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Nepal government battles with quake relief

Villagers and Nepalese army soldiers help unload food aid brought to the village of Lapilang on May 14. AFP Photo/Prakash Mathema

Villagers and Nepalese army soldiers help unload food aid brought to the village of Lapilang on May 14. AFP Photo/Prakash Mathema

Paavan Mathema, AFP

Ministries in Nepal have battled to get aid to some of the remotest terrain on Earth, working from tents and makeshift shelters after an earthquake severely damaged government buildings in the capital.

Tuesday’s deadly 7.3-magnitude quake triggered landslides and brought down buildings weakened by an even larger tremor on April 25 that killed more than 8000 people and destroyed nearly half a million homes.

Nepal’s government, which admits to being overwhelmed by the scale of the April 25 disaster, is now racing to deliver relief to remote mountainous areas in the east of the country worst hit by the latest quake.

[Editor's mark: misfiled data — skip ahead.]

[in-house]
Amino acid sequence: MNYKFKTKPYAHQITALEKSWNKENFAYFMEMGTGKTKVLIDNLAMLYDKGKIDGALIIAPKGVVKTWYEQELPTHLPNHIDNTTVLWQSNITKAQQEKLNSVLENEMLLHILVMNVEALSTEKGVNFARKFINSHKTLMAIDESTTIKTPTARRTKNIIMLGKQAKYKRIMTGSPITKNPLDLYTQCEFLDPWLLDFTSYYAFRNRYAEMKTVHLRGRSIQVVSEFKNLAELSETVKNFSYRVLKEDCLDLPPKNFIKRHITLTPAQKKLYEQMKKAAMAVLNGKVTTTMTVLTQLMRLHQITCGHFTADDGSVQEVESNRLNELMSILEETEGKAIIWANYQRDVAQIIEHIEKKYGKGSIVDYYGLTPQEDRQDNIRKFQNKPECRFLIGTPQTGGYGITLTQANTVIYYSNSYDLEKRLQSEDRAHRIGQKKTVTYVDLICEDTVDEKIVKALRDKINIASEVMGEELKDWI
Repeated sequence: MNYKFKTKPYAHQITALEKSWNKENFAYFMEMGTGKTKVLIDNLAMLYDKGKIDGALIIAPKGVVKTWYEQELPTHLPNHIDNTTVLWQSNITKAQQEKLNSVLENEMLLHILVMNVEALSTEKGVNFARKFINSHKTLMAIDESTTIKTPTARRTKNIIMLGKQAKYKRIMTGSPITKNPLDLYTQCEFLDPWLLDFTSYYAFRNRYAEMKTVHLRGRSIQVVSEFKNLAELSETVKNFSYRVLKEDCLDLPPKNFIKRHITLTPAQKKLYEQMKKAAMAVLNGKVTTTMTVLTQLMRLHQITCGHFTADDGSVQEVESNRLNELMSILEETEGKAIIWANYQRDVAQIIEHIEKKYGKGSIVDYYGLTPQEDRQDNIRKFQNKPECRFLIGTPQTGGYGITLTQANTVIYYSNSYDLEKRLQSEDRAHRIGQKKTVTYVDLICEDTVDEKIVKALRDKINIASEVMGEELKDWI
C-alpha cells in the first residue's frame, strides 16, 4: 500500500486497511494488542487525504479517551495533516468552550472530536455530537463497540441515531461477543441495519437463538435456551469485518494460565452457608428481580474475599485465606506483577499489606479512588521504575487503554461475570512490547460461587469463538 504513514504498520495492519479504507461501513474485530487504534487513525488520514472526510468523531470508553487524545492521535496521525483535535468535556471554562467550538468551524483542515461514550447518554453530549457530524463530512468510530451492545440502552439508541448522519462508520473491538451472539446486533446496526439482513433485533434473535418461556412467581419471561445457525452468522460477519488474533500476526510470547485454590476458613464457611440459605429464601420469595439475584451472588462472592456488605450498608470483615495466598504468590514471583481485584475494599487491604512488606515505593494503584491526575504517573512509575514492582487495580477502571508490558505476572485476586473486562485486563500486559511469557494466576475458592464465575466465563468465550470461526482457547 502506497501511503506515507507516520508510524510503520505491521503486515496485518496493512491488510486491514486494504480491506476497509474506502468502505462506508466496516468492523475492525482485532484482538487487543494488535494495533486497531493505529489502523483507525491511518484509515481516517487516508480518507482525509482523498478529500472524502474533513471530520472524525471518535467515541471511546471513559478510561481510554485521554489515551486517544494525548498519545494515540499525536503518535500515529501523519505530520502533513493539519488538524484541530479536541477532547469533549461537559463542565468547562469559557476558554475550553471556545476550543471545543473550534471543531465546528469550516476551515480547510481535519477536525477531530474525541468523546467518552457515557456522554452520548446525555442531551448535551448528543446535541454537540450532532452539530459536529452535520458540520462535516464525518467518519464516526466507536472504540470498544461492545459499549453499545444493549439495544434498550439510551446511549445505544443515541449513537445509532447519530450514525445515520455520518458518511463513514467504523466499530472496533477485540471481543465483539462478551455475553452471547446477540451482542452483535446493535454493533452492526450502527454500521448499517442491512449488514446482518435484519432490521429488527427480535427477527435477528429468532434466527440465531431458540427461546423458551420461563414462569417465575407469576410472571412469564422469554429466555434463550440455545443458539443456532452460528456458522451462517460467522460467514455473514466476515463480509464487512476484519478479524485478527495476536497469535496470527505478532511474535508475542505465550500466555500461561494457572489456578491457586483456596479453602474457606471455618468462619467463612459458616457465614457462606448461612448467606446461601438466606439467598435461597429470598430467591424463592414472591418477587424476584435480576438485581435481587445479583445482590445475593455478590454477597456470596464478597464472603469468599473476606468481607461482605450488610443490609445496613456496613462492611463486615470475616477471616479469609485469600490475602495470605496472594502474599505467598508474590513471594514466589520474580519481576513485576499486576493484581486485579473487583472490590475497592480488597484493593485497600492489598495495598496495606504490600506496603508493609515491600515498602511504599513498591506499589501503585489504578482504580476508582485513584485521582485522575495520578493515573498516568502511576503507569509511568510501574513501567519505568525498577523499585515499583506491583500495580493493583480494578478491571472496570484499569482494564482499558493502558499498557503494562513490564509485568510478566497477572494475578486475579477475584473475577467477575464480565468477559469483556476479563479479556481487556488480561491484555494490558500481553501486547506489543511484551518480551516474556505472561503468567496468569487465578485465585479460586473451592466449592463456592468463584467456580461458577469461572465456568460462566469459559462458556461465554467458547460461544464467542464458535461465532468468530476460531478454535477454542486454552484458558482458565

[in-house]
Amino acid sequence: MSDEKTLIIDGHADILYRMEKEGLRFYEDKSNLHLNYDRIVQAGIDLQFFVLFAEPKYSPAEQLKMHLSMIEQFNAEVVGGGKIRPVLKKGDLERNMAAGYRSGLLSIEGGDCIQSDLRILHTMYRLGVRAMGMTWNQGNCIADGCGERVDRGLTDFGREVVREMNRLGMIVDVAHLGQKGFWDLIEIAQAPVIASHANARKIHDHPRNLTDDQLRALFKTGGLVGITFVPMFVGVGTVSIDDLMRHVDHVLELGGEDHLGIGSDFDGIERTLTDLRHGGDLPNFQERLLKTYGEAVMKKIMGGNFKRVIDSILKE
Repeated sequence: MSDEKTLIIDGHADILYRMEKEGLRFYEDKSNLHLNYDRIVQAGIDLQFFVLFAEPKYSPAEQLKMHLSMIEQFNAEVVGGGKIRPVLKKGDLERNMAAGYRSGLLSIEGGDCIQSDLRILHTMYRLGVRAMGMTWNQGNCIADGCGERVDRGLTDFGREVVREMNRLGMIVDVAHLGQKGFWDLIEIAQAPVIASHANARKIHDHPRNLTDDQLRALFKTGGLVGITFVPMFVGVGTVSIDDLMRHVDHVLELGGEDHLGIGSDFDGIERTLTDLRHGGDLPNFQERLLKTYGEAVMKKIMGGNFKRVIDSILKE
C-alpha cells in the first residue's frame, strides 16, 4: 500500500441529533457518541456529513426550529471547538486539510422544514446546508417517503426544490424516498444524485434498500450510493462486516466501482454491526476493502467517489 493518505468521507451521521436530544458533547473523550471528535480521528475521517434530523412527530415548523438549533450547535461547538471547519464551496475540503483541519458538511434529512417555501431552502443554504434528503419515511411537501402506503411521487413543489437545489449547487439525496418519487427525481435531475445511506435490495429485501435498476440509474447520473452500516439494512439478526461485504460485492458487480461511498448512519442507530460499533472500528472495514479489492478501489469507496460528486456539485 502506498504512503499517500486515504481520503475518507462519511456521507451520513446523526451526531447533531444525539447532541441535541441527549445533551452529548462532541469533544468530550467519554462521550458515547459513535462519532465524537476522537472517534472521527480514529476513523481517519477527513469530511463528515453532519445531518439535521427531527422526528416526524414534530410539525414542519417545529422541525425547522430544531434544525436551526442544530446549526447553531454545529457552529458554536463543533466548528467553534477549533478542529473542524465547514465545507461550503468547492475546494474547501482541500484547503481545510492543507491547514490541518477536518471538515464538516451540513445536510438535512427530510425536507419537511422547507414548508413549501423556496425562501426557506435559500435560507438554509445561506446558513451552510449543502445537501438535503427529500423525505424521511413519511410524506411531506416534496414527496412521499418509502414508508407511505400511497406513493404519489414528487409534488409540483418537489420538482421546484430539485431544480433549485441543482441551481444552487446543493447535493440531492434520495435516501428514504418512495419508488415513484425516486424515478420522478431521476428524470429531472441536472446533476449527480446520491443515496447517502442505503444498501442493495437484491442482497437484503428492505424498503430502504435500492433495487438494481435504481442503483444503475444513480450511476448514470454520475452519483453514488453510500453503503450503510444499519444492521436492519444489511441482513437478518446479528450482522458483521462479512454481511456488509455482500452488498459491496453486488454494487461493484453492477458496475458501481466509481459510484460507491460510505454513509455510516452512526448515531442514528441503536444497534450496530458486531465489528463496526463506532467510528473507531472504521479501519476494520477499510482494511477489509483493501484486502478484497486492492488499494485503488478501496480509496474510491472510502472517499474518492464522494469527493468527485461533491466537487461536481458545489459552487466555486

The difficulties have been compounded by extensive damage to the Singha Durbar government complex in Kathmandu, parts of which are now so unstable they can no longer be used.

The prime minister’s spokesman Uttar Kumar Khatri said on Thursday even his team was now operating out of a tent, calling it a ‘difficult situation’.

‘Our operations right now are all focused on disaster management,’ he said.

‘We are now trying to see where everyone can be accommodated in buildings that are safe.’

In Kathmandu, where 11 people died on Tuesday, many traumatised survivors spent another night outdoors, afraid to return to their houses.

Meanwhile, a major search operation resumed Thursday for a US military helicopter that disappeared with eight people on board while delivering aid to earthquake victims.

With many of the worst-hit areas inaccessible by road, more than 1400 people have been airlifted from quake-hit areas, most of them by Nepalese troops.

Home ministry spokesman Laxmi Prasad Dhakal said the death toll from Tuesday’s quake, which was centred 76 kilometres east of Kathmandu, had risen to 96 overnight with more than 2500 injured.

Many of the victims were in Dolakha and in neighbouring Sindhupalchowk, and the quake also killed 17 people in northern India and one in Tibet.

The tremor added to the huge challenge of getting relief to victims of the 7.8-magnitude quake of April 25, the biggest to hit Nepal in 80 years, with landslides reported to be blocking several roads.


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